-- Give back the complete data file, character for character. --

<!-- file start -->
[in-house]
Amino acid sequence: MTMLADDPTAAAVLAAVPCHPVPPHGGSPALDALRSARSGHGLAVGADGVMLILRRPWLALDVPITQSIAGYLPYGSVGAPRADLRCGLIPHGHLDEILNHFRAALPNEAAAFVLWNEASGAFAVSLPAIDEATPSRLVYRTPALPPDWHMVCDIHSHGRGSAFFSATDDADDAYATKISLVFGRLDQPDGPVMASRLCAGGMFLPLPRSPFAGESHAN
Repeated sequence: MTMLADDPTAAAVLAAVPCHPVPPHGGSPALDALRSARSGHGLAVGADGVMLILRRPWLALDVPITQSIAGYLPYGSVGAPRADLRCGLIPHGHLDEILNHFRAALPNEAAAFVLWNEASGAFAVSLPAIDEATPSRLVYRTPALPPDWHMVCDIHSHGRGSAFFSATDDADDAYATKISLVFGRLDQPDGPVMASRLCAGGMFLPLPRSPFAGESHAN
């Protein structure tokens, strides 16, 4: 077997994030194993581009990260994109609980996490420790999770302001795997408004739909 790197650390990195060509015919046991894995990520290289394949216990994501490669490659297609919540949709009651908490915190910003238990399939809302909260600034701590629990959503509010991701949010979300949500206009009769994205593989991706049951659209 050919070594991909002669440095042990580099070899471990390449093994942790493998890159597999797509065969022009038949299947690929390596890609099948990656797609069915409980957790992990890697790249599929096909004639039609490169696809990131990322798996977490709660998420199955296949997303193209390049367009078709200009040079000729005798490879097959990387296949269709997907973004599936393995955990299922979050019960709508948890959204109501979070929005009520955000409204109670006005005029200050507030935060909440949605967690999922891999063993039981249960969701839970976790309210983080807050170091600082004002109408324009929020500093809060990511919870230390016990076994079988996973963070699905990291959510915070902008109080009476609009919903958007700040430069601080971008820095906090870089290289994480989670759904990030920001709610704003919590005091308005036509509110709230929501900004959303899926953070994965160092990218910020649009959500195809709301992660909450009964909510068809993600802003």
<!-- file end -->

[in-house]
Amino acid sequence: MTMLADDPTAAAVLAAVPCHPVPPHGGSPALDALRSARSGHGLAVGADGVMLILRRPWLALDVPITQSIAGYLPYGSVGAPRADLRCGLIPHGHLDEILNHFRAALPNEAAAFVLWNEASGAFAVSLPAIDEATPSRLVYRTPALPPDWHMVCDIHSHGRGSAFFSATDDADDAYATKISLVFGRLDQPDGPVMASRLCAGGMFLPLPRSPFAGESHAN
Repeated sequence: MTMLADDPTAAAVLAAVPCHPVPPHGGSPALDALRSARSGHGLAVGADGVMLILRRPWLALDVPITQSIAGYLPYGSVGAPRADLRCGLIPHGHLDEILNHFRAALPNEAAAFVLWNEASGAFAVSLPAIDEATPSRLVYRTPALPPDWHMVCDIHSHGRGSAFFSATDDADDAYATKISLVFGRLDQPDGPVMASRLCAGGMFLPLPRSPFAGESHAN
């Protein structure tokens, strides 16, 4: 077997994030194993581009990260994109609980996490420790999770302001795997408004739909 790197650390990195060509015919046991894995990520290289394949216990994501490669490659297609919540949709009651908490915190910003238990399939809302909260600034701590629990959503509010991701949010979300949500206009009769994205593989991706049951659209 050919070594991909002669440095042990580099070899471990390449093994942790493998890159597999797509065969022009038949299947690929390596890609099948990656797609069915409980957790992990890697790249599929096909004639039609490169696809990131990322798996977490709660998420199955296949997303193209390049367009078709200009040079000729005798490879097959990387296949269709997907973004599936393995955990299922979050019960709508948890959204109501979070929005009520955000409204109670006005005029200050507030935060909440949605967690999922891999063993039981249960969701839970976790309210983080807050170091600082004002109408324009929020500093809060990511919870230390016990076994079988996973963070699905990291959510915070902008109080009476609009919903958007700040430069601080971008820095906090870089290289994480989670759904990030920001709610704003919590005091308005036509509110709230929501900004959303899926953070994965160092990218910020649009959500195809709301992660909450009964909510068809993600802003």